US, French officials appear to call out Azerbaijan for major border escalation

By Mark Dovich

Senior officials in the United States and France have appeared to call out Azerbaijan for its role in ongoing escalations along the Armenian-Azerbaijani border, using language largely not seen in statements issued during previous clashes, which for the most part, called on both sides to cease hostilities.

In a phone call Tuesday with Azerbaijani President Ilham Aliyev, U.S. Secretary of State Antony Blinken “urged President Aliyev to cease hostilities” and “stressed that the United States would push for an immediate halt to fighting,” the State Department said.

Meanwhile, Blinken told Armenian Prime Minister Nikol Pashinyan the same day of “our deep concern…including reports of shelling in Armenia” and “assured Prime Minister Pashinyan that the United States would push for an immediate halt to fighting.”

Ned Price, a State Department spokesperson, reiterated at a press briefing later that day that Blinken “urged President Aliyev to cease hostilities immediately (and) to disengage military forces,” while insisting that Washington was not “assigning blame” for the outbreak in fighting.

“The fact is that we have seen significant evidence of Azerbaijani shelling inside Armenia (and) significant damage to Armenian infrastructure,” he said.

Likewise, French President Emmanuel Macron told Aliyev Tuesday of “the urgency of putting an end to hostilities and returning to respect for the ceasefire,” according to a French read-out, while his foreign minister called on her Azerbaijani counterpart to “end strikes against the territory of Armenia, respect the ceasefire and return to negotiations.”

In contrast, Macron said to Pashinyan the same day he “continues to call for strict respect for the ceasefire and respect for the territorial integrity of Armenia” and pledged to raise the issue of Azerbaijan’s attack at the United Nations.

France too has explicitly noted that fighting is taking place within Armenia proper and acknowledged “reports of strikes against civilian targets” in Armenia.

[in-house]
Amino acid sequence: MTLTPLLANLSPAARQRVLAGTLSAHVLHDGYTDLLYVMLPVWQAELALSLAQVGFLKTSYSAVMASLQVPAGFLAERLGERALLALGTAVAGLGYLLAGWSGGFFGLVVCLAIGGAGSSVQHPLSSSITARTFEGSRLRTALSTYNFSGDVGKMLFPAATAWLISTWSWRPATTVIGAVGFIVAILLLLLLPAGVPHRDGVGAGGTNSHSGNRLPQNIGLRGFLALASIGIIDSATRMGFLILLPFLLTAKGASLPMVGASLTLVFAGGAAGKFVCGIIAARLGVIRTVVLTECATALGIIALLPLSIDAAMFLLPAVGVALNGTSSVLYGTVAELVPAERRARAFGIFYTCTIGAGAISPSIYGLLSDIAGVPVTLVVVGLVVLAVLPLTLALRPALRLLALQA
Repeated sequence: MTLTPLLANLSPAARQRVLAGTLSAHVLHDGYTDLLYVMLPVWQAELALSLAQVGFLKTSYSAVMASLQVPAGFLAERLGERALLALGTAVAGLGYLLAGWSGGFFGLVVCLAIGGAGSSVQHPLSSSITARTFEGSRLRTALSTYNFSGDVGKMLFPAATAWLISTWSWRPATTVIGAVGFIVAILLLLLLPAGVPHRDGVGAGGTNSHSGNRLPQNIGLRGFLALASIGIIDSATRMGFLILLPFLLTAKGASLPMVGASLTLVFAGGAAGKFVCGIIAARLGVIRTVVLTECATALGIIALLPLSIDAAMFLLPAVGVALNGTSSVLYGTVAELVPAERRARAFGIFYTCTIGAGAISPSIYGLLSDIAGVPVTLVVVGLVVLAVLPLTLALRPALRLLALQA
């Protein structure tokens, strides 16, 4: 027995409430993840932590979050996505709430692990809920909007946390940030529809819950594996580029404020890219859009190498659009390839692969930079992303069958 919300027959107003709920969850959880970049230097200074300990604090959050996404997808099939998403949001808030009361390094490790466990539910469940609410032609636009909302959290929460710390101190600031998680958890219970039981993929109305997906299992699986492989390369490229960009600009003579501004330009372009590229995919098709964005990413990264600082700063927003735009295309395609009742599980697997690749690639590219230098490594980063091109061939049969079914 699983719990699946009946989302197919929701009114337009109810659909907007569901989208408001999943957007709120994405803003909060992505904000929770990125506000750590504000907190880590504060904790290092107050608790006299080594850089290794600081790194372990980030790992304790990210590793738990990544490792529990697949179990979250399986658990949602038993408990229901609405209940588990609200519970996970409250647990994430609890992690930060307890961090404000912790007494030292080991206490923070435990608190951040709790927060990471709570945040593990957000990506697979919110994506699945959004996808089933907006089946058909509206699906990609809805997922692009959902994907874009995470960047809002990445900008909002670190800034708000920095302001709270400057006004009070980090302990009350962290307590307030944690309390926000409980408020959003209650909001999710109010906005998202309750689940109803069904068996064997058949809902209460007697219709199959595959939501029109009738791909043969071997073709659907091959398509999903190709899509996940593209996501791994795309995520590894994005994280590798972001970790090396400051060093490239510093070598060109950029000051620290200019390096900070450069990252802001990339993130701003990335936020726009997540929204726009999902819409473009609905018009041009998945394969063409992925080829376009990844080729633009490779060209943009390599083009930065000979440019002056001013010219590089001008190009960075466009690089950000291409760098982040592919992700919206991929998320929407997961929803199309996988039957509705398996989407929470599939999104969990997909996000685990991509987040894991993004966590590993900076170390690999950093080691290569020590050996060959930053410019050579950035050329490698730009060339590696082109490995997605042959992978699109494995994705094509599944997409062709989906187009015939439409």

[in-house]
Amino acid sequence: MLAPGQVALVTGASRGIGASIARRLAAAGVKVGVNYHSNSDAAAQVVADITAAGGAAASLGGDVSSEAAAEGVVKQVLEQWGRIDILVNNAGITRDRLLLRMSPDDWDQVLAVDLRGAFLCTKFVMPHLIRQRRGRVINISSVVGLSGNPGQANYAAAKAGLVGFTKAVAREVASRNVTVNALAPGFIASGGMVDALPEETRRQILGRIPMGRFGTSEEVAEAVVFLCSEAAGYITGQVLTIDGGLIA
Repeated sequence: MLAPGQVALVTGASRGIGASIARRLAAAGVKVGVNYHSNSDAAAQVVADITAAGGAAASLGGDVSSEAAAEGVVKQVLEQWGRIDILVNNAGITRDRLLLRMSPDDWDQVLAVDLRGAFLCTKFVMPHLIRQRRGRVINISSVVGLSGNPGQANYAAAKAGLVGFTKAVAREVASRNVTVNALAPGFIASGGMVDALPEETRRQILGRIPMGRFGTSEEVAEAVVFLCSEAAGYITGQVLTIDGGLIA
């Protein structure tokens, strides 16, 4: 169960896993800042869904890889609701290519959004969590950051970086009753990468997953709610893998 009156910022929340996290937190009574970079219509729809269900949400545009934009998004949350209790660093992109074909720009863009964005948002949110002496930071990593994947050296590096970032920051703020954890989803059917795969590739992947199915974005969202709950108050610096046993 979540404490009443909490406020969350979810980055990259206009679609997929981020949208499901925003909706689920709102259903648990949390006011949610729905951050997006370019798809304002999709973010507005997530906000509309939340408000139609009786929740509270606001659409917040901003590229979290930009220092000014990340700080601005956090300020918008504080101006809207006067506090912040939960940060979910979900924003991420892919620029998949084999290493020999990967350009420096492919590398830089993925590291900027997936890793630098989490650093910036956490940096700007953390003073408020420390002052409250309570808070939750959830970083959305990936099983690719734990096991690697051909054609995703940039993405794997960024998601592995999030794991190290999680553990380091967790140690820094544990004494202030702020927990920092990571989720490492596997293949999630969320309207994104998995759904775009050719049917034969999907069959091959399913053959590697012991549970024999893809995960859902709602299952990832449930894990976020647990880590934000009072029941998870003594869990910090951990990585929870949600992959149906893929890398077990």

France and the United States, alongside Russia, co-chair the Minsk Group, a body that has led efforts to mediate a peaceful resolution to the conflict between Armenia and Azerbaijan for many years, largely without result.

So far, Russia appears to have been much more measured in its reactions, with the Russian Foreign Ministry releasing a statement Tuesday “expressing extreme concern over the sharp aggravation of the situation” and “calling on the parties to refrain from further escalating the situation, exercise restraint, and strictly observe the ceasefire regime.”

Similarly, the Collective Security Treaty Organization, a Russian-led military alliance of which Armenia is a founding member, said Tuesday it “expressed concern about the aggravation of the situation in the region and called for its settlement exclusively by political and diplomatic means.”

Following a special CSTO session late Tuesday evening convened at Armenia’s request, the alliance announced it would send Stanislav Zas, the alliance’s head, to Armenia to lead a fact-finding mission.

Zas’ mission is meant to “assess the current situation” and “prepare a detailed report,” the Russian TASS news agency reported, adding the alliance also “decided to create a working group to constantly monitor the situation in the CSTO zone of responsibility.”

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